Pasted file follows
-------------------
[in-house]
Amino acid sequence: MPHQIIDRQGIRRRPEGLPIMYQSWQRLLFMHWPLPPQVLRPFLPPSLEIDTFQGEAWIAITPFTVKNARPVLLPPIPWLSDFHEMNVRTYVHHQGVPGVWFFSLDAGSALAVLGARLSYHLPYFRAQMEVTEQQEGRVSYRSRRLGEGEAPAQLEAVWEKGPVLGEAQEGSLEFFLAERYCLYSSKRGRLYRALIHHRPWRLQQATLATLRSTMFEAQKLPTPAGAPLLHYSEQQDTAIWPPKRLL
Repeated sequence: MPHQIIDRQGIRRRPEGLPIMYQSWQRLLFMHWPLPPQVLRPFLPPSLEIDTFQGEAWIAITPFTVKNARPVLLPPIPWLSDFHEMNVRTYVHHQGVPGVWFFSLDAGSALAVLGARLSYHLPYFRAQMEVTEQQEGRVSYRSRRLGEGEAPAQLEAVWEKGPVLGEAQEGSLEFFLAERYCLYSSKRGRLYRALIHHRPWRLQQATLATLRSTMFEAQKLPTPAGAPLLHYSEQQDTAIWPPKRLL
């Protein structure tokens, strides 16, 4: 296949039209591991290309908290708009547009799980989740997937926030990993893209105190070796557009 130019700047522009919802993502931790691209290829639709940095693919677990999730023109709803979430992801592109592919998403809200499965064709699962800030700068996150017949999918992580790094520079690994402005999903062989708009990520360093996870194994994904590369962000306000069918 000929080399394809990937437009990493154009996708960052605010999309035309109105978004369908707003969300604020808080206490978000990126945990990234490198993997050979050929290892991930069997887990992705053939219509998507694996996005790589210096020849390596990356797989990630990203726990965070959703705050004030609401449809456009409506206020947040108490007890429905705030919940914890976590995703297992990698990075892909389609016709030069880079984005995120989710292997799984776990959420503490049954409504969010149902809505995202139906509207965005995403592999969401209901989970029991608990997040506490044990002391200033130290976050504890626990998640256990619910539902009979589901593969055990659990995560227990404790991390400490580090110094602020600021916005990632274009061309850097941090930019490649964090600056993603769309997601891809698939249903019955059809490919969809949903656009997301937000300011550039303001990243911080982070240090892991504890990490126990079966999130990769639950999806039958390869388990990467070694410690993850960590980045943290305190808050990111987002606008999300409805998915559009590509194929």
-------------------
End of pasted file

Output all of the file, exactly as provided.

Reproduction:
[in-house]
Amino acid sequence: MPHQIIDRQGIRRRPEGLPIMYQSWQRLLFMHWPLPPQVLRPFLPPSLEIDTFQGEAWIAITPFTVKNARPVLLPPIPWLSDFHEMNVRTYVHHQGVPGVWFFSLDAGSALAVLGARLSYHLPYFRAQMEVTEQQEGRVSYRSRRLGEGEAPAQLEAVWEKGPVLGEAQEGSLEFFLAERYCLYSSKRGRLYRALIHHRPWRLQQATLATLRSTMFEAQKLPTPAGAPLLHYSEQQDTAIWPPKRLL
Repeated sequence: MPHQIIDRQGIRRRPEGLPIMYQSWQRLLFMHWPLPPQVLRPFLPPSLEIDTFQGEAWIAITPFTVKNARPVLLPPIPWLSDFHEMNVRTYVHHQGVPGVWFFSLDAGSALAVLGARLSYHLPYFRAQMEVTEQQEGRVSYRSRRLGEGEAPAQLEAVWEKGPVLGEAQEGSLEFFLAERYCLYSSKRGRLYRALIHHRPWRLQQATLATLRSTMFEAQKLPTPAGAPLLHYSEQQDTAIWPPKRLL
């Protein structure tokens, strides 16, 4: 296949039209591991290309908290708009547009799980989740997937926030990993893209105190070796557009 130019700047522009919802993502931790691209290829639709940095693919677990999730023109709803979430992801592109592919998403809200499965064709699962800030700068996150017949999918992580790094520079690994402005999903062989708009990520360093996870194994994904590369962000306000069918 000929080399394809990937437009990493154009996708960052605010999309035309109105978004369908707003969300604020808080206490978000990126945990990234490198993997050979050929290892991930069997887990992705053939219509998507694996996005790589210096020849390596990356797989990630990203726990965070959703705050004030609401449809456009409506206020947040108490007890429905705030919940914890976590995703297992990698990075892909389609016709030069880079984005995120989710292997799984776990959420503490049954409504969010149902809505995202139906509207965005995403592999969401209901989970029991608990997040506490044990002391200033130290976050504890626990998640256990619910539902009979589901593969055990659990995560227990404790991390400490580090110094602020600021916005990632274009061309850097941090930019490649964090600056993603769309997601891809698939249903019955059809490919969809949903656009997301937000300011550039303001990243911080982070240090892991504890990490126990079966999130990769639950999806039958390869388990990467070694410690993850960590980045943290305190808050990111987002606008999300409805998915559009590509194929």